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Diseases of Aquatic Organisms

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DAO 126:143-153 (2017)  -  DOI:

Seawater detection and biological assessments regarding transmission of the oyster parasite Mikrocytos mackini using qPCR

Mark P. Polinski, Gary R. Meyer, Geoffrey J. Lowe, Cathryn L. Abbott*

Fisheries and Oceans Canada, Pacific Biological Station, 3190 Hammond Bay Road, Nanaimo, BC V9T 6N7, Canada
*Corresponding author:

ABSTRACT: Mikrocytos mackini is an intracellular parasite of oysters and causative agent of Denman Island disease in Pacific oysters Crassostrea gigas. Although M. mackini has been investigated for decades, its natural mode of transmission, mechanism for host entry, and environmental stability are largely unknown. We explored these biological characteristics of M. mackini using a recently described quantitative PCR (qPCR) assay. We detected M. mackini in the flow-through tank water of experimentally infected oysters and during disease remission in host tissues following 6 wk of elevated water temperature. Waterborne exposure of oysters to M. mackini further confirmed the potential for extracellular seawater transmission of this parasite and also identified host gill to have the highest early and continued prevalence for M. mackini DNA compared to stomach, mantle, labial palps, or adductor muscle samples. However, infections following waterborne challenge were slow to develop despite a substantial exposure (>106 M. mackini l-1 for 24 h), and further investigation demonstrated that M. mackini occurrence and infectivity severely declined following extracellular seawater incubation of more than 24 h. This study demonstrates a potential for using qPCR to monitor M. mackini in wild or farmed oyster populations during periods of disease remission or from environmental seawater samples. This work also suggests that gill tissues may provide a primary site for waterborne entry and possibly shedding of M. mackini in oysters. Further, although extracellular seawater transmission of M. mackini was possible, poor environmental stability and infection efficiency likely restricts the geographic transmission of M. mackini between oysters in natural environs and may help to explain localized areas of infection.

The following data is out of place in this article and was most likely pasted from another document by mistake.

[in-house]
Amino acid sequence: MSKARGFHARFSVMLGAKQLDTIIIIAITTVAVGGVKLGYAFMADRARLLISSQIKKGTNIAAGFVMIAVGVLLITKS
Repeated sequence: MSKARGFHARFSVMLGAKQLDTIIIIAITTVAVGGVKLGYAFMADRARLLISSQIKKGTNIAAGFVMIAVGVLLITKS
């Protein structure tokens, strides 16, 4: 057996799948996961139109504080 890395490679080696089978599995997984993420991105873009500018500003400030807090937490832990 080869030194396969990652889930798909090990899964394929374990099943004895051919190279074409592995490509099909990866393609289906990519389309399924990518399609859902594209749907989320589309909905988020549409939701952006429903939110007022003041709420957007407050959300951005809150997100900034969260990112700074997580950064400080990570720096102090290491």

KEY WORDS: Mikrocytos mackini · Oyster parasite · Waterborne transmission · Crassostrea gigas · Quantitative PCR

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Cite this article as: Polinski MP, Meyer GR, Lowe GJ, Abbott CL (2017) Seawater detection and biological assessments regarding transmission of the oyster parasite Mikrocytos mackini using qPCR. Dis Aquat Org 126:143-153.

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